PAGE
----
Since our NHS was founded when all sick people were treated in more or less the same ward, medical science has advanced by several quantum leaps. Gone are the days when the same doctor would treat several types of disease. Now, we have specialisation in every field — from heart to lungs, from gynaecology to oncology, from paediatrics to geriatrics.
For instance, it has long been recognized that the elderly have special needs and, therefore, should be treated in a separate ward by specialist geriatricians and specially trained geriatric nurses. After a lifetime hard work, our old folk deserve the best; conning them with a monthly picnic or a couple of nights stay at the SSR recreation centre will no longer do.
In their 2010 manifesto, both Alliances had proposed to build a separate hospital for some specialities, including geriatrics. This is not only very costly — and, therefore unlikely to see the light of day anytime soon — but, given the shortcomings of our public transport system, also not very practical for patients and visiting relatives. Adding an extra ward to an existing hospital makes more sense because it can be implemented quite quickly and cheaply.
Good ideas need not always cost a lot of money. Indeed, sometimes they cost nothing at all, yet can make the life of the patient (and staff!) a lot easier. Health Minister Mrs Hanoomanjee’s laudable initiative to stagger appointments is a good example of a simple idea that costs nothing, but one that will be welcomed by the public, who have to wait for long hours in over-crowded, stuffy OPDs.
At the moment, once a patient leaves hospital, there is very little in the way of help for him or his family on how to manage his illness at home. For example, most laymen do not appreciate that leaving a bed-ridden patient in the same position for long hours can result in horrendous bedsores. Most do not have any idea how to cope when the latter is suffering from constipation.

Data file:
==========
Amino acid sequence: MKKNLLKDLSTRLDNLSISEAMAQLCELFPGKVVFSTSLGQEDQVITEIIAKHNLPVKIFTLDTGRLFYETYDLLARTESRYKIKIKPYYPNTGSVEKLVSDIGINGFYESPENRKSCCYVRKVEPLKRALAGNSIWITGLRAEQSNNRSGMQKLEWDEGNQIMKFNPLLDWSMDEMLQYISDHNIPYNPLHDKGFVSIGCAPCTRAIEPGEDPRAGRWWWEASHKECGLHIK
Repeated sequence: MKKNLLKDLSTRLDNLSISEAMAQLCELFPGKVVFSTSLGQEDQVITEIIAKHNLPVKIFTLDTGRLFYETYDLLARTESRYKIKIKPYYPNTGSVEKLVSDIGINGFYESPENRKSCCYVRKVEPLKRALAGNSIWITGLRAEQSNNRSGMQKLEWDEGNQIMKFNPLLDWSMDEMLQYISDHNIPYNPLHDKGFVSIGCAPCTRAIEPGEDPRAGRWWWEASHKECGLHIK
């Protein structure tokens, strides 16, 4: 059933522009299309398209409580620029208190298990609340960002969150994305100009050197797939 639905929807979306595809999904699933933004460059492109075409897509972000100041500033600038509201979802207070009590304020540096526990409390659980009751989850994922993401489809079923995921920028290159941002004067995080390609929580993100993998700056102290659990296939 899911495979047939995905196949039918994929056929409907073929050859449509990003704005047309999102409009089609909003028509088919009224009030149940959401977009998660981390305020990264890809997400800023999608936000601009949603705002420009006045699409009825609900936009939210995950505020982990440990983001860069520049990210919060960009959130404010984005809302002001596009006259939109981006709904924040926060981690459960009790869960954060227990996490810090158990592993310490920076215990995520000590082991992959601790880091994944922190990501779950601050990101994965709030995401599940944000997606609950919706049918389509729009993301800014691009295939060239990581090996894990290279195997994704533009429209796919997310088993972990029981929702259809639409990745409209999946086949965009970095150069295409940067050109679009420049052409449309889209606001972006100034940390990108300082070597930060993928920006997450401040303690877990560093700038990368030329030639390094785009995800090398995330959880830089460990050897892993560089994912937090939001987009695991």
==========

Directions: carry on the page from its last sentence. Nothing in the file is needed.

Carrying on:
Not knowing any different, some relatives use their fingers to extract the offending substance. Yet, the simple answer to the problem is an enema. But knowing about a treatment is not sufficient; one needs to be adept at administering it, too. A district nurse would be of invaluable help in such situations. And to many, many others, including the growing number of NCD sufferers.
The above, by no means, pretends to be an exhaustive list. I am sure the professionals, as well as ordinary folks concerned with the well being of the old and sick, can think of other areas that need implementation or enhancement. But, a beginning could be made with these for starters. And, now is time!
Because, with the advent of medical tourism and the arrival of Apollo and others, time is not really on our side. Unless we act promptly, we could end up with the kind of grotesque situation that has become a common feature of the other tourism sector; where flimsy squats stand cheek by jowl with five-star palaces.